Trump's speech at Heritage called for—you guessed it—tax cuts for the rich! (Martin H. Simon - Pool/Getty Images)

Trump’s Heritage Foundation Speech Is a Sign of the Coming All-Out War Within the Right

Both factions of the conservative movement want tax cuts for the rich—but the knives are out between the Bannon and GOP establishment wings.

BY Theo Anderson

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The rich represented by Heritage are only getting richer, and buying more politicians, while Bannon’s white Christian nationalists are becoming ever bolder.

The Heritage Foundation, where Donald Trump delivered a brief speech Tuesday night, has been called the birthplace of Paul Ryan, the Republican leader of the House. It wasn’t meant as a compliment. Steve Bannon, a key adviser to Trump and former chief strategist, once said that Ryan was born in a petri dish at Heritage and dismissed him as a “limp dick motherfucker.”

That kind of intraparty animosity would be surprising if we lived in a different political culture. Bannon and Ryan are both self-identified conservatives. Heritage, a D.C.-based think tank, is one of conservatism’s flagship institutions. It deserves much credit, or blame, for making the movement into a powerful force in contemporary U.S. politics. Its policy papers shaped the Reagan administration's agenda in the early 1980s, and its fervor for tax cutting and deregulating helped move American society in a decisively neoliberal direction.

Those were simpler times. Trump’s appearance at Heritage revealed a right-wing movement—and a Republican Party—at the breaking point, being pulled apart by two very different kinds of lunacy, represented by Bannon and Heritage, with Trump right in the middle. No wonder he sounds so unhinged so much of the time.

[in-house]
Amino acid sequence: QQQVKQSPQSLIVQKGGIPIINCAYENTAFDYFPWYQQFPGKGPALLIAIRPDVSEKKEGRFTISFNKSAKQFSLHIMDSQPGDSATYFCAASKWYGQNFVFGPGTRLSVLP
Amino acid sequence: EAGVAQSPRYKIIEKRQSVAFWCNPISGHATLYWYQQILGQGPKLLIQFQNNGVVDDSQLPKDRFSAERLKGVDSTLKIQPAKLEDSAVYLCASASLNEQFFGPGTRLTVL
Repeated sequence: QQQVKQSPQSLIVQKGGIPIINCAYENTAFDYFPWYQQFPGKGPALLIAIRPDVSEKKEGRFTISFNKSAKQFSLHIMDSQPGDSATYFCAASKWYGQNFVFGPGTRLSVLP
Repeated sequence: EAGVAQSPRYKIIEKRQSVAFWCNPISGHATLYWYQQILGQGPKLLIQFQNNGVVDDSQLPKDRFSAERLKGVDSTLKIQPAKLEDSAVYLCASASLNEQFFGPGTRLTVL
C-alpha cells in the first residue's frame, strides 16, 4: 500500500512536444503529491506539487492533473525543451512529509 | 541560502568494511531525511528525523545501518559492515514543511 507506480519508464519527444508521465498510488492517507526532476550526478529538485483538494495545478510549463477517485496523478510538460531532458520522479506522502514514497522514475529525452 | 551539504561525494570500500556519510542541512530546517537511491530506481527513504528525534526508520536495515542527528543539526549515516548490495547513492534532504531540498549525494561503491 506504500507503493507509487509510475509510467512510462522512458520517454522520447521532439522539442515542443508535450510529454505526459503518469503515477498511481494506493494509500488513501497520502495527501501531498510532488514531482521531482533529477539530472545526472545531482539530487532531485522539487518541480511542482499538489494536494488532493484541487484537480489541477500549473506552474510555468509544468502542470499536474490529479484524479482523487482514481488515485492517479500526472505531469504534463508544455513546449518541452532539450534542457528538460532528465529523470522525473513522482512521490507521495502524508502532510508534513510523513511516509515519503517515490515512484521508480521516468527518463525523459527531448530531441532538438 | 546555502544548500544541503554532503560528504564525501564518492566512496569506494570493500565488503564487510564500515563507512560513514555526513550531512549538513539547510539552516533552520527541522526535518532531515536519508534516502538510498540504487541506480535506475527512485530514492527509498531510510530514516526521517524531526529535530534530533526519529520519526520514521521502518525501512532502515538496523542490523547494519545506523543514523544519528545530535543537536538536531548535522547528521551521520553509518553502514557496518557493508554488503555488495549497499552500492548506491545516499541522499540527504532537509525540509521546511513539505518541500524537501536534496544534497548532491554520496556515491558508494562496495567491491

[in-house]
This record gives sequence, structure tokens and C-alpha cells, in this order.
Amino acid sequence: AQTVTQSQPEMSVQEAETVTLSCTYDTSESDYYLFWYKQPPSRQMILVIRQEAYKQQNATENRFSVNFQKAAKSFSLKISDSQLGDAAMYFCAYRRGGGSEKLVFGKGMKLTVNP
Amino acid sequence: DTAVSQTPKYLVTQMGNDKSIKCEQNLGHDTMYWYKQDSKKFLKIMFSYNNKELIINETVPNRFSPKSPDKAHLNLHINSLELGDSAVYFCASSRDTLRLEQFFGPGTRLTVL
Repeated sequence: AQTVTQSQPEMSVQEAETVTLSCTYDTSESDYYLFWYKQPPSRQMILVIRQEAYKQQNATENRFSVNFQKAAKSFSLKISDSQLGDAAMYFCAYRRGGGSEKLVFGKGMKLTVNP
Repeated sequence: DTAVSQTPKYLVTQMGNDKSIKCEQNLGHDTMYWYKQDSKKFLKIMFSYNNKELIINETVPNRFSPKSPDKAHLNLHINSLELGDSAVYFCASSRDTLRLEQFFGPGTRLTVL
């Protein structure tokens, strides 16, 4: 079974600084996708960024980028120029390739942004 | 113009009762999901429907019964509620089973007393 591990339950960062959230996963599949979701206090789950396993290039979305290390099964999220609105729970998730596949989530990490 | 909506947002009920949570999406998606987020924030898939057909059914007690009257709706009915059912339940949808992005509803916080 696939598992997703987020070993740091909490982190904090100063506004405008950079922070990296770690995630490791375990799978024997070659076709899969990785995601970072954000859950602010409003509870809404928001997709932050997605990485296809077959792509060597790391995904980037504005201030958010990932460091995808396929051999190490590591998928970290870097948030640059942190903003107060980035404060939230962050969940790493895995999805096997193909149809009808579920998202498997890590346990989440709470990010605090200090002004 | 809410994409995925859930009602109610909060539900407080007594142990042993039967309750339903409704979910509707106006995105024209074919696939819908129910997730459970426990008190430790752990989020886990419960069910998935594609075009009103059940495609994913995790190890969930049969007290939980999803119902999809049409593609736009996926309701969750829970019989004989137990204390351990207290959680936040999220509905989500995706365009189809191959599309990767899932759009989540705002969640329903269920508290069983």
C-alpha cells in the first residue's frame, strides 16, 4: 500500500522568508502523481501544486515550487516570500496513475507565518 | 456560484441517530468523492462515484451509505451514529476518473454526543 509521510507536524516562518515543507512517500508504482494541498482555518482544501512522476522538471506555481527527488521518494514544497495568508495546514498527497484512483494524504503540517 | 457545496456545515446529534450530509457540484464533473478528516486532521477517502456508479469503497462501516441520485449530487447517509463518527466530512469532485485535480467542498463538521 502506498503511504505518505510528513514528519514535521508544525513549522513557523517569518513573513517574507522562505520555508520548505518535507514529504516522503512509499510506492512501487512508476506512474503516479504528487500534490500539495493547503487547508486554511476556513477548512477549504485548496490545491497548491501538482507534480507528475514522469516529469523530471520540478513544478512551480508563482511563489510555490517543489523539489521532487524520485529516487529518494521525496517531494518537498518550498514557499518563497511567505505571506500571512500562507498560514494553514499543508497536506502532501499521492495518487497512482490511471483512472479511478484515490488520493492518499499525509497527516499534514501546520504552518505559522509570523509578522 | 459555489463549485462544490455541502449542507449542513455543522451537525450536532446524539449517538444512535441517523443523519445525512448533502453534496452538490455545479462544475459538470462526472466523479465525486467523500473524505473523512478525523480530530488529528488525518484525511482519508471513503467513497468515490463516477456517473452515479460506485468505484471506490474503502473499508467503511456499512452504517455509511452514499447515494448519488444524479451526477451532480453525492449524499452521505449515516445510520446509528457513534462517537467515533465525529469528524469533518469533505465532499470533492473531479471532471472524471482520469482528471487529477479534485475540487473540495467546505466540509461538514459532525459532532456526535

Trump didn’t say anything newly outrageous in his Heritage speech. It was the blandness of the event that was revealing. Its primary purpose was to sell the Trump administration’s tax-cut plan, which Heritage “scholars” have helped craft, just as they did during the Reagan era.

Before addressing the tax cuts, Trump first gave a list of the accomplishments that “they” say dwarfs any previous administration in U.S. history, naturally. (He didn’t say who “they” are.) These include appointing Neil Gorsuch to the Supreme Court and repealing the Clean Power Act. Trump also listed a number of things that we all agree on, according to him, including the belief that freedom is a gift from God, that judges should interpret the Constitution as it’s written, that children should honor the flag and that strong nations have strong borders.

Once on the subject of taxes, Trump recited his prepared talking points: Tax cuts for working Americans means job growth. The tax burden on businesses is crushing them. Lower the rates and “you will see things happen like have never happened before.” And then he pivoted to how we’ll all be liberated to say “Merry Christmas” this holiday season.

All told, Trump actually said little about the tax cuts themselves, perhaps because it’s difficult to say very much without revealing what they actually are—a payoff to the wealthy right-wing philanthropists who bankroll institutions like the Heritage Foundation.

Founded in 1973 with seed money from the beer baron Joe Coors, Heritage exists largely to provide an intellectual gloss to an agenda of liberating rich people from taxes and unshackling corporations from regulations. Charles and David Koch, the oil industry moguls, have been among its major supporters, along with legions of similar corporate tycoons.

So it’s no accident that the “Blueprint for Reform” published by Heritage prior to the 2016 election recommended gutting the Environmental Protection Agency (EPA)—a directive the Trump administration is now carrying out.